Interested in studying in Asia? Read this before applying for the $12,000 Westpac Asian Exchange Scholarship

What is it?

The Westpac Asian Exchange Scholarship is a $12,000 scholarship offered by Westpac Scholars to current undergraduate students looking to spend a semester abroad in Asia. It is made up of a $9,500 stipend, with the remainder going towards a week spent in Shanghai on a leadership development camp (discussed in more detail below).

Westpac Scholars is a gratuity fund of $100m, which is invested and used to fund 100 scholarships to Australians every year. Of these, about 40 scholarships are awarded to students from around Australia travelling to China, Singapore and Hong Kong on exchange.

An important component of the Scholarship is the Shanghai residential. It’s an intense, week-long program based in Shanghai that aims to give a crash course in leadership skills, innovation, Asia literacy and cultural awareness. Every day is packed with guest speaker sessions (with business leaders, journalists and academics), field events (out and about in Shanghai), and “Socratic hours”, where we reflect on our experiences, share our thoughts and sometimes our vulnerabilities. The evenings were spent attending dinners and networking events, including the grand opening of Westpac’s new office in Shanghai Tower.

The remaining $9,500 can be spent however you like, but you will need to outline how you intend to spend it in your application. In my case, I spent a good portion of it on accommodation in Singapore, and the remainder has allowed me to travel throughout South-East Asia during and after my exchange. It’s good to be both creative and specific when completing this part of your application.

The application process
There are really two applications to be made – one for your semester Exchange, submitted through your university and one for the scholarship, submitted through the Westpac Scholars website.

The Asian Exchange application will require you to demonstrate both your experience and your future potential. This scholarship is aimed at undergraduate students, the latter will presumably be given greater weight. However, a strong application would demonstrate a string of achievement and link this to the applicant’s capacity to perform in the future.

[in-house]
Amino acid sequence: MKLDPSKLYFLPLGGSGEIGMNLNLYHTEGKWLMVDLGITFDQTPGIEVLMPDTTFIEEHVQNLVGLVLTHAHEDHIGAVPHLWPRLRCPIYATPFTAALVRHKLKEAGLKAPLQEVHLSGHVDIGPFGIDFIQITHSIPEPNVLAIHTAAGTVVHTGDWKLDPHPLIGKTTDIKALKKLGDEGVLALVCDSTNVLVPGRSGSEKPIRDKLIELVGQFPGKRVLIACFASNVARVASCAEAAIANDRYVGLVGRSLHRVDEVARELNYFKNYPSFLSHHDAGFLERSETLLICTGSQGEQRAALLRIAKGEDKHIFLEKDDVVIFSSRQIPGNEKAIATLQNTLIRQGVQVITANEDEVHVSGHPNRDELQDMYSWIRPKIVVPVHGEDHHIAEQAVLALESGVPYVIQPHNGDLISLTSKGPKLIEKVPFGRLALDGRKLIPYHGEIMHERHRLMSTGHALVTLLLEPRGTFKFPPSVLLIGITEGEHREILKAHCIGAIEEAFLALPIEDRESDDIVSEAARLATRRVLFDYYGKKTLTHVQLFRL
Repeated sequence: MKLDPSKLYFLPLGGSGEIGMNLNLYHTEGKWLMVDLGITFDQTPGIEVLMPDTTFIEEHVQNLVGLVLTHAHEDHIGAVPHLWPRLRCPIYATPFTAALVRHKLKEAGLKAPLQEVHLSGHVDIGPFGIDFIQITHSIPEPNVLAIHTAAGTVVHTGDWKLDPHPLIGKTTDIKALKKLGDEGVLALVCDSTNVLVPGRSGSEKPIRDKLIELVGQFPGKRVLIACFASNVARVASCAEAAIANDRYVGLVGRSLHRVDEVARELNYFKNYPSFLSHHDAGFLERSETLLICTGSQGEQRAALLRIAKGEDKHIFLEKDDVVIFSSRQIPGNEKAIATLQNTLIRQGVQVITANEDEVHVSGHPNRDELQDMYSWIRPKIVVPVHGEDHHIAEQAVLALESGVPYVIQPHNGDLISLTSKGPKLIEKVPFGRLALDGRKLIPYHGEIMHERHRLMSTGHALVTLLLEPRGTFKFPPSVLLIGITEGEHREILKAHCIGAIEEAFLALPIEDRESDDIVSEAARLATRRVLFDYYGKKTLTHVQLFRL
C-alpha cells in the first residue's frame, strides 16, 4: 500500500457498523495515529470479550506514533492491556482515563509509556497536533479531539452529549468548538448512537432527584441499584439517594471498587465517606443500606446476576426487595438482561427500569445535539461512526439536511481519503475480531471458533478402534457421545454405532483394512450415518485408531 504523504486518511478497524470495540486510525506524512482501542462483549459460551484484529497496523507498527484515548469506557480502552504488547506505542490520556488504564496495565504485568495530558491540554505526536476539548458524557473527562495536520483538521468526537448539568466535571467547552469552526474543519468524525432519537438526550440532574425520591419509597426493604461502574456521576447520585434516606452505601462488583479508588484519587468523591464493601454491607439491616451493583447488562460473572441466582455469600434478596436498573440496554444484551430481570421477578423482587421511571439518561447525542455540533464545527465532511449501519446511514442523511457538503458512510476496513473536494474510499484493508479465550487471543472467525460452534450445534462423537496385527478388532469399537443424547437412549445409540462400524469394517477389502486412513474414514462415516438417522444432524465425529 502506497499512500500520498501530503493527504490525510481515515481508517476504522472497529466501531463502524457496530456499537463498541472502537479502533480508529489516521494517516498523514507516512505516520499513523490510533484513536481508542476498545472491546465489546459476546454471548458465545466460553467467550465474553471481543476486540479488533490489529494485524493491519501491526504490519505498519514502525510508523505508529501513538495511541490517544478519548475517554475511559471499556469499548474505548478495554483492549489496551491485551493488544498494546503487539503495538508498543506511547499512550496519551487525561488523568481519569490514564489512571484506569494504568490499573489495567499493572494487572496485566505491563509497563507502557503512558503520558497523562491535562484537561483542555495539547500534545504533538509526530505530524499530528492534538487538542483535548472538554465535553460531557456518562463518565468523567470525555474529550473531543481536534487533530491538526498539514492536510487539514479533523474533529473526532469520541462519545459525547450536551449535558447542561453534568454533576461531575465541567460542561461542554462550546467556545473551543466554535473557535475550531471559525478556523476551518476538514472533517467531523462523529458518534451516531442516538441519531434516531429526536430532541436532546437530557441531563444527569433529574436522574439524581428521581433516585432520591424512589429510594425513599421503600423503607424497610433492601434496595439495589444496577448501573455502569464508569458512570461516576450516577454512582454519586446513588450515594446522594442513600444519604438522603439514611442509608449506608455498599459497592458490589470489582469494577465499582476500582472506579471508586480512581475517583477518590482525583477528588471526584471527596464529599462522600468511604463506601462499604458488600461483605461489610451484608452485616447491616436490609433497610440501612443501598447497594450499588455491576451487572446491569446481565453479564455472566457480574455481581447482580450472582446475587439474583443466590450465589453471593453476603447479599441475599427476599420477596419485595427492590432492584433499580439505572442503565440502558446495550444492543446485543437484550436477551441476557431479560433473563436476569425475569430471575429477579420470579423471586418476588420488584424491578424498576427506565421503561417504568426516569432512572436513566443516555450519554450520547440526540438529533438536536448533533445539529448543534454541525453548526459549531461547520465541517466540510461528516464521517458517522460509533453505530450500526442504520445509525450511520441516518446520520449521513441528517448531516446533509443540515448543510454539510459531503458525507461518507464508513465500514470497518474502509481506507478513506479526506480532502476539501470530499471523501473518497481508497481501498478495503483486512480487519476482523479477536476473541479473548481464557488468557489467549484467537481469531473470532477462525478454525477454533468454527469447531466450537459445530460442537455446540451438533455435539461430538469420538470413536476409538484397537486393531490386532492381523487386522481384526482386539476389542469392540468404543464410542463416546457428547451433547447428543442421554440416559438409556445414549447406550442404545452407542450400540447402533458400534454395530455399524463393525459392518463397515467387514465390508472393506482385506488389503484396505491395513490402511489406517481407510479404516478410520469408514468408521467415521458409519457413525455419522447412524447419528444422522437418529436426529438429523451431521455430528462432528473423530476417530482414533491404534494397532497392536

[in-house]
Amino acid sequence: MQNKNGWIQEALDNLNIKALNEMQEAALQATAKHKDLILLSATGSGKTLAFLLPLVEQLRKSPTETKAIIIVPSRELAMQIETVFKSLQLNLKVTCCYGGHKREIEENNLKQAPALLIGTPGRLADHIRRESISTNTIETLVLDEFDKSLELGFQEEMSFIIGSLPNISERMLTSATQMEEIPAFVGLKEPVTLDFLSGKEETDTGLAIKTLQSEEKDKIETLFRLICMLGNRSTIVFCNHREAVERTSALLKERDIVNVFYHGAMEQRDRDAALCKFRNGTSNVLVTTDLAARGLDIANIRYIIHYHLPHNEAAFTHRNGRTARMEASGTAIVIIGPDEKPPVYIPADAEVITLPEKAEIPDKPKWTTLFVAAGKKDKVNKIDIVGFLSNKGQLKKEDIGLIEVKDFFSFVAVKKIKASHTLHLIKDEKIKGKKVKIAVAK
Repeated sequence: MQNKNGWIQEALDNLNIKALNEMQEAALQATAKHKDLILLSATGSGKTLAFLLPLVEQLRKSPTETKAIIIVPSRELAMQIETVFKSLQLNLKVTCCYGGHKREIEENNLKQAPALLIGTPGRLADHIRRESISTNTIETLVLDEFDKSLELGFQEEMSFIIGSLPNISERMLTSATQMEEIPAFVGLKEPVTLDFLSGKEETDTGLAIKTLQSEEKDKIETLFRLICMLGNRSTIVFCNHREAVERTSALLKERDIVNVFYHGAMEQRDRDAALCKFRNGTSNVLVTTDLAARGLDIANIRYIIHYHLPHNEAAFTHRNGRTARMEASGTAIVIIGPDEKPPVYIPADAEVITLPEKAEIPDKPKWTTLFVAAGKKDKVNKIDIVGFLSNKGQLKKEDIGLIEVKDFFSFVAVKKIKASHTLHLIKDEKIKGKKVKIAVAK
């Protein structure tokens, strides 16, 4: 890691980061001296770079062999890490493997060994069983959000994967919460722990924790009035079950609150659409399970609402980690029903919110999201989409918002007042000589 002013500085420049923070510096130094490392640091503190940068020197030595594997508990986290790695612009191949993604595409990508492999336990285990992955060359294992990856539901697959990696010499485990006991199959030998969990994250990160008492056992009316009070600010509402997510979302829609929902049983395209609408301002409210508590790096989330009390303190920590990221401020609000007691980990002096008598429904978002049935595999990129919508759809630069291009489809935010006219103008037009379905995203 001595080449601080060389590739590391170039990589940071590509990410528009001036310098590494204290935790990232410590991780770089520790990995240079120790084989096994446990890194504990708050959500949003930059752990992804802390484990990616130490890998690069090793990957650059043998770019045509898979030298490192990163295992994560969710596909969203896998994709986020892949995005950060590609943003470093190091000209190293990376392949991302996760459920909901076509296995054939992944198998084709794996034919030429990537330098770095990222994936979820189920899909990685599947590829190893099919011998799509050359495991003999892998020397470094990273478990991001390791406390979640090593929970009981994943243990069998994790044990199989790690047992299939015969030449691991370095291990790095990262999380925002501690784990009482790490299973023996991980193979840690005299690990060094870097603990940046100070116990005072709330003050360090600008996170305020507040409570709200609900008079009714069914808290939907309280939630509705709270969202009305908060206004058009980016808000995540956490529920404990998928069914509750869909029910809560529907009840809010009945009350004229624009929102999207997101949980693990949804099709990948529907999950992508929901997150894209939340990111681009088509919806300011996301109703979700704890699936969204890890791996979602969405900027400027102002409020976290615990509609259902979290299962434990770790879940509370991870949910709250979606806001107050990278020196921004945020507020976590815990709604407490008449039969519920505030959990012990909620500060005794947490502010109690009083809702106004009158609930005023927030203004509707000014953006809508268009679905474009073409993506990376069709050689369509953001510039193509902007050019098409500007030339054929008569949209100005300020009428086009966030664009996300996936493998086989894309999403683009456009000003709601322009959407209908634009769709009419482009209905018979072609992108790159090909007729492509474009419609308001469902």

Typical interview questions will be about your interest in Asia, why you think Asia is important, and what you plan to do during and after your exchange. You might also be asked general questions about teamwork and resilience.

What the scholarship is about?
Westpac Scholars, though a separate entity from Westpac Banking Corporation, has specific, long-term aims that it wishes to further through its scholarships. Its focuses are Innovation and Technology, Social Entrepreneurship and Asia-Australia ties. It’s important to remember that a scholarship is an investment in you, and you will have to show how you are going to help the Westpac Scholars achieve these aims.

One thing I observed is that almost every scholar has a very specific passion, and often they are very good at explaining it when asked. More importantly, many of them are actively pursuing their interests through research or entrepreneurship. To use real examples, one scholar is developing a company that creates sustainable bioplastics from sugarcane byproduct in Queensland. Another co-founded a social enterprise that helps tackle youth homelessness, and a third scholar is looking at initiatives to increase female participation in STEM. A quick look at the Westpac Scholars website will show you many more of these stories: When completing your application, I would recommend focusing on the one thing you feel most strongly about, and explain how this contributes to the Westpac Scholars’ long term aims.